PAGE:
G. K. Beale blew my mind when I read his book The Temple and the Church’s Mission (my long-review here). Since then I’ve tried to get everything he’s written. I’ve not been entirely successful on that front, but I appreciate how his insights come from the little details throughout the whole of Scripture.
Two few summers ago I had the pleasure of teaching through Colossians. I wish I could have had this in hand (though it’s probably good I didn’t because I already had too many commentaries). But Beale is always a reliable guide, and he is very congenial even when he disagrees with others (as I hope I am when I disagree with him too).
His introductions are 21 pages (Colossians) and 8 pages (Philemon) long. That is to say, they’re not very long. But he provides five excursuses at the end of his commentary on
- The problem of certain criteria for “non-Pauline” letters,
- Criteria for discerning OT allusions and their use,
- “Christ among the Gentiles” as part of Paul’s mystery,
- The OT background of Colossians 2:13, “the uncircumcision of your flesh,”
- Master-slave relationships.
In his preface, Beale acknowledges that many commentaries have been written on Colossians (his primary aim) in this volume. Beale decided to go ahead and write this commentary because he saw a need to study the OT allusions more carefully “to determine how they might affect the interpretation of Colossians” as well as to study how the Jewish exegetical tradition interpreted these OT allusions “and how such interpretations related to the use in Colossians” (xi).
After laying out a few options, Beale believes Paul authored Colossians. Some of the important OT allusions deal with:
- the temple as it is fulfilled in Christ and the church (1:9-10, 19; 2:9, 10),
- Christ as the last Adam and end-time image of God (1:15),
- the relationship of the OT law to the Christian (2:16-17),
- the new creation (1:15-23; 2:20; 3:1-11),
- and Paul’s presentation of the gospel (2:14).
Rather than providing a bland outline, Beale gives an explanatory outline, which I appreciated. What I mean is that with almost every outline point Beale writes, he provides a note on how point A transitions to point B. For example, under II. Letter Thanksgiving, Beale writes
- A. Paul thanks God for the readers… (1:3-8)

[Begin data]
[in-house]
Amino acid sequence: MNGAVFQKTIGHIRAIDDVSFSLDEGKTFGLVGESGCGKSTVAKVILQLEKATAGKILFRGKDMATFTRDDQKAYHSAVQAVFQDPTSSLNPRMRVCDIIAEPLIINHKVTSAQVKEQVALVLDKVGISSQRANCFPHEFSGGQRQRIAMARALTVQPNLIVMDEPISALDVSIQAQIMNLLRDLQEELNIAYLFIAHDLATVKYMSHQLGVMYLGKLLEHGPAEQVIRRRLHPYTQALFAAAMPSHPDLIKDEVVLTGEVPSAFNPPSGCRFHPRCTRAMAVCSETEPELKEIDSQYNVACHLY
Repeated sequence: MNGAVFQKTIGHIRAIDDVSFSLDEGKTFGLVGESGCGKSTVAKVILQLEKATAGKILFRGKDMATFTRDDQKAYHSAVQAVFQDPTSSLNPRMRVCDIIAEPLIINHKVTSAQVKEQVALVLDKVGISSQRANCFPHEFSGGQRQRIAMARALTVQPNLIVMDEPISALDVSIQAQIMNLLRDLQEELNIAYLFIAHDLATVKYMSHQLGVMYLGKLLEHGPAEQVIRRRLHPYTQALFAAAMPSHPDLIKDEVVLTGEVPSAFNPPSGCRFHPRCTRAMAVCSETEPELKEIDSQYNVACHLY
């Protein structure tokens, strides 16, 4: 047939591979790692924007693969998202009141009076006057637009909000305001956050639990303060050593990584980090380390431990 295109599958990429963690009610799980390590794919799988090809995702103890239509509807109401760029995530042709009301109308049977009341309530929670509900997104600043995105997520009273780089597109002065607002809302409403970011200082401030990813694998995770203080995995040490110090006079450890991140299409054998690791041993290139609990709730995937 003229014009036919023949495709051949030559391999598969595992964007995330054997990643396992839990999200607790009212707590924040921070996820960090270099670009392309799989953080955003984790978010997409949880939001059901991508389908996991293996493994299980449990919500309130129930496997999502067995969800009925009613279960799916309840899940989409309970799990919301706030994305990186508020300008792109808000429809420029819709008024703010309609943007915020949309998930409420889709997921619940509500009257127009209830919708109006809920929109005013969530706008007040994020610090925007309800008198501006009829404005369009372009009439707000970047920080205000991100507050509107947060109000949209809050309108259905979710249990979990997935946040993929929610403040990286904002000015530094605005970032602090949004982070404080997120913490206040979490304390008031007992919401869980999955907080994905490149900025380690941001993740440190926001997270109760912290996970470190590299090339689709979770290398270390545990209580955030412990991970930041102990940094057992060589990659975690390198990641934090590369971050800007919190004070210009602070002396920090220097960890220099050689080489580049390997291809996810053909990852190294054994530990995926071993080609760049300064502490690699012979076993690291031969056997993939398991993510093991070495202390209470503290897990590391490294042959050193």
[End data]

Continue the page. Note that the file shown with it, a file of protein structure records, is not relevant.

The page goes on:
- Transition: To what does Paul’s thanksgiving lead?
- B. Paul prays continually that believers would understand God’s will for them to live with the purpose of pleasing the Lord Christ in every way (1:9-14).
- Transition: Who is Christ “the Lord” whom believers are to live for and please and what has Christ done for them?
- C. Christ’s supremacy over the first creation is a pattern recapitulated for the new creation to bring about reconciliation of all creation, especially in order to make believers acceptable before God (1:15-23).
- The flow of thought in 1:3-23 climaxes with the christological section of 1:15-23.
In the gray box that begins each new section, Beale explains the sections main idea and any chiasms and literary connections that support it. Beale traces the flow of thought here, helping you to get a grasp on the section before diving into all the details.
His Additional Details sections are a goldmine. Often commentators have relegated that section for notes on textual criticism. Beale talks about that too, but he dives into the nitty gritty of OT allusions, which many will appreciate. He has 8 1/2 pages of additional notes for 1:9-14 alone.
1:9: Being “filled with the knowledge of God’s will” means that believers will “be characterized by knowing God’s ‘will'” (55). Here it means bearing fruit in obedience to God.
And “in all spiritual wisdom and understanding” alludes back to Exodus 13:3, 35:31-32, 1 Kings 7:14, and possibly Isaiah 11:2-3. The point of the allusion: “Paul is praying that God would fill believers with the Spirit in order that they would build their ethical lives skillfully” (55). They are temple-building, and “‘bearing fruit in every good work’ is part of the process of them contributing to building up the body of Christ… the new spiritual temple” (55).
2:12: Beale argues that spiritual baptism (that is, the baptism of the Spirit) is the baptism Paul is referring to here (with water baptism standing in the background not too far behind). “Since the ‘circumcision’ in Col. 2:11 is clearly spiritual, so is the ‘baptism’ in verse 12a” (193).
2:16-17: The OT laws mentioned here were concerned being acceptable for worshiping God in the OT temple. However, Christ is the temple now. He has taken our penalty, we are in union with him through his death and resurrection, and we are clean and acceptable before God.
3:10: Since we are in Christ and have taken off the “old man,” our flesh, and are found in Christ, we have received/put on the “new man.” Paul then commands the Colossians (and so, us) to not grab ahold of the traits and habits of our flesh, but to follow in the footsteps of our Savior, the Last Adam.
Though I didn’t dive too deeply when I studied Colossians, Beale’s commentary is certainly one to get. Along with Moo and McKnight, Beale’s volume is a treasure trove. He is a careful exegete, and a master at it too. If you are preaching, teaching, or just wanting to study Colossians deeply, buy Beale.
- Series: Baker Exegetical Commentary on the New Testament
- Author: Greg K. Beale
- Hardcover: 544 pages
- Publisher: Baker Academic (April 16, 2019)
- Sample: Read the Introduction
Buy it from Amazon or Baker Academic!
Disclosure: I received this book free from Baker Academic. The opinions I have expressed are my own, and I was not required to write a positive review. I am disclosing this in accordance with the Federal Trade Commission’s 16 CFR, Part 255 http://www.access.gpo.gov/nara/cfr/waisidx_03/16cfr255_03.html.